Following on from my earlier question here: Can a water transport canal be excavated by water power?

I have abandoned the self channeling as too difficult. So manual digging will be required. I need to get a handle on how big the canal might reasonably be. This will obviously depend (among other things) on the time and manpower available, so to simplify I will talk about cubic metres moved per man day.

Assume the same sand/loam/clay surface but add a solid rock foundation a few metres down (at a depth that is most convenient to construction). Take manual labor using basic picks, shovels and wheel barrows as an initial starting point for cubic metres dug per man day calculation.

The question is how much more efficient than this basic set up can they make their operation if they use a wider range of mechanical and animal based equipment and manage the work intelligently? All pre industrial devices are in scope, levers, pulleys, cranes, wheeled carts, horses, other animals and anything else that you can think of. What level of multiplier should I add to the basic mandrolic method?

There are no steam engines or internal combustion engines, but this society is very advanced in other respects. For example they are familiar with all manner of hydraulic calculations such as the manning equation for channel flow estimation.

Related: How long would it take to dig a 10 km canal with Bronze Age technology?

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    $\begingroup$ (a) Do we have explosives? But more to the point... (b) What's your question? How much more efficiently (aka, how much more quickly) can the canal be dug? As in, "humanity did X historically, but using hindsight, could we improve on that?" This is something of a weird question. Strainest thou at a gnat? $\endgroup$
    – JBH
    Commented Nov 18, 2020 at 16:54
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    $\begingroup$ Just look at real world canals, a lot of canals were build before the industrial era. China and Britain being two poster children for it. As it is this question needs a lot of work. Consider just asking how fast can a canal be built preindustrial. The Bridgewater Canal would be a great example. $\endgroup$
    – John
    Commented Nov 18, 2020 at 17:19
  • $\begingroup$ Its true there will be a lot of calculation (which I am happy to carry out) that’s why I tried to simplify the issue by avoiding the canal calculation. I’m interested in the technological advantage in digging of the late preindustrial period technology over very primitive digging methods – what multiplier to apply? x2? X5? $\endgroup$
    – Slarty
    Commented Nov 18, 2020 at 17:32
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    $\begingroup$ The 240 km (150 miles) Canal du Midi was built in 14 years (1667 to 1681) over mountains and valleys, entirely by hand. And it wasn't even some sort of national effort of the Kingdom of France; it was an ordinary engineering project, one of many. $\endgroup$
    – AlexP
    Commented Nov 18, 2020 at 19:28
  • $\begingroup$ If you're really building a world, why does reality trump realism? Either way, why not ask Google how long this, that or the other interesting canal actually took to build? These days, some even have their own TV doccoes! $\endgroup$ Commented Nov 18, 2020 at 23:08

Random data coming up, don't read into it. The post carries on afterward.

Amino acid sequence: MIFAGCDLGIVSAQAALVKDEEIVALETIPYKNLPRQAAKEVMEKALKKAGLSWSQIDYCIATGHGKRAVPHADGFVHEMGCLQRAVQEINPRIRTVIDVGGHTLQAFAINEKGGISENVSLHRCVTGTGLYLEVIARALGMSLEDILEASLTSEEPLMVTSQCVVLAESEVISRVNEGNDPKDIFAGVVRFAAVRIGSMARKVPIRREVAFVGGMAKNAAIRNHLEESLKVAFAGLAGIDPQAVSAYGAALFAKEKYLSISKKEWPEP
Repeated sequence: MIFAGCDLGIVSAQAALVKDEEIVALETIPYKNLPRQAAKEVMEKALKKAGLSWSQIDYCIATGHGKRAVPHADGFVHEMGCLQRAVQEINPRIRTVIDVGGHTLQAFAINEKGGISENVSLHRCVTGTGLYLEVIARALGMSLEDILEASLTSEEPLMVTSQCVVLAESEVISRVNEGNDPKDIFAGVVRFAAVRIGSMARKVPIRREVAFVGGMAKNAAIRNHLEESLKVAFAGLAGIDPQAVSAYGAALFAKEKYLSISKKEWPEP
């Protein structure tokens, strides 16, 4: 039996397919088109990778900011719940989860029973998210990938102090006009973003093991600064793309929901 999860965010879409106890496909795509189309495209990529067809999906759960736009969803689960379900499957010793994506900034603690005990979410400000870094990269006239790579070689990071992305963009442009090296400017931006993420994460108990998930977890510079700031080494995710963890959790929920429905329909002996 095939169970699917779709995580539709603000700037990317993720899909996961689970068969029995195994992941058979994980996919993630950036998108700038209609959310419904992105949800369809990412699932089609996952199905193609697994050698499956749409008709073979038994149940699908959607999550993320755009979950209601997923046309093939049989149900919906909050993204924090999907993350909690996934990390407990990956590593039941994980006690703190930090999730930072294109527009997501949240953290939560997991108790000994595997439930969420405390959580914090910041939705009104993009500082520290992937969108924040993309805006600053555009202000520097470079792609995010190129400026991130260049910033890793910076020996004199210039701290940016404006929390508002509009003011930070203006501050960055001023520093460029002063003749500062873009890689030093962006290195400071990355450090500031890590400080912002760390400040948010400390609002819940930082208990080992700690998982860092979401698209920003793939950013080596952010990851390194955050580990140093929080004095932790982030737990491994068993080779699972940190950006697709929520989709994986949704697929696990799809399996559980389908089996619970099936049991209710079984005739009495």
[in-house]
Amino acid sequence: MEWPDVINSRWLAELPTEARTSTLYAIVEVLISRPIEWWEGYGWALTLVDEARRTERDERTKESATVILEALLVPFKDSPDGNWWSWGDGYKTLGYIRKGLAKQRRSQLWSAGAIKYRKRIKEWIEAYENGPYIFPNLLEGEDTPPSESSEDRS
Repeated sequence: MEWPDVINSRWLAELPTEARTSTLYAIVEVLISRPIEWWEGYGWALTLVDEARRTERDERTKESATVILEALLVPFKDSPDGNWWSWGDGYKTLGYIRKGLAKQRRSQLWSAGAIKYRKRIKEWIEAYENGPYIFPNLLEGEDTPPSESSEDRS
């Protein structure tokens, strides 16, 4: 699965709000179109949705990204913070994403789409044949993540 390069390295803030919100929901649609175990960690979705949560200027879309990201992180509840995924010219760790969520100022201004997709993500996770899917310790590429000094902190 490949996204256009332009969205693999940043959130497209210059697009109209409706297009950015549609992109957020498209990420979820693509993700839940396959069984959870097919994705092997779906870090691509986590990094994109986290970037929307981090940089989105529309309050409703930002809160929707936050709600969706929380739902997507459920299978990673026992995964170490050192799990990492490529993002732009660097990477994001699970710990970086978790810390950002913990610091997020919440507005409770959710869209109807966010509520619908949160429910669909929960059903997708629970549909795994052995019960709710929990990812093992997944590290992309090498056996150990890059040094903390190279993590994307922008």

2 Answers 2


The longest canal in the world is also one of the oldest. The Jing–Hang Grand Canal in China.

The oldest parts of the canal date back to the 5th century BC, but the various sections were first connected during the Sui dynasty (581–618 AD). Dynasties in 1271–1633 significantly restored and rebuilt the canal and altered its route to supply their capital.

The total length of the Grand Canal is 1,776 km (1,104 mi).

This canal was built in part through a mountain range, with significant construction challenges, without augmented power machines. So certainly building your 400 km. canal on relatively flat lands in soil very amenable to digging (with very few engineering challenges) by a non-powered society is well within reasonable conjecture.

And I know from personal experience, having worked my way through University by working in a quarry, that a reasonably fit individual in a safety-conscious highly unionized environment can unassisted manually move six to eight cubic yards of material from an enclosed conveyor belt basement in an eight hour shift, using only a shovel and wheelbarrow, without an unreasonably excessive expenditure of effort. All breaks included. Troglyte labour could easily do it in half the time.

  • $\begingroup$ Thanks for that! I was trying to establish what advantage the late preindustrial tech would give for instance heavy lifting cranes $\endgroup$
    – Slarty
    Commented Nov 18, 2020 at 18:16
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    $\begingroup$ I can absolutely assure you that digging a trench 5 to 10 meters deep in very forgiving soil and moving the material a very short distance out of the way would not be significantly benefited by cranes and such, providing you have the manpower. Cranes are only useful for heights and really heavy objects (boulders). The classical wheelbarrow and wagon would suffice. The only advantage powerd machines have (and basically they are just powered wheelbarrows, shovels, and wagons) is in manpower. $\endgroup$ Commented Nov 18, 2020 at 18:48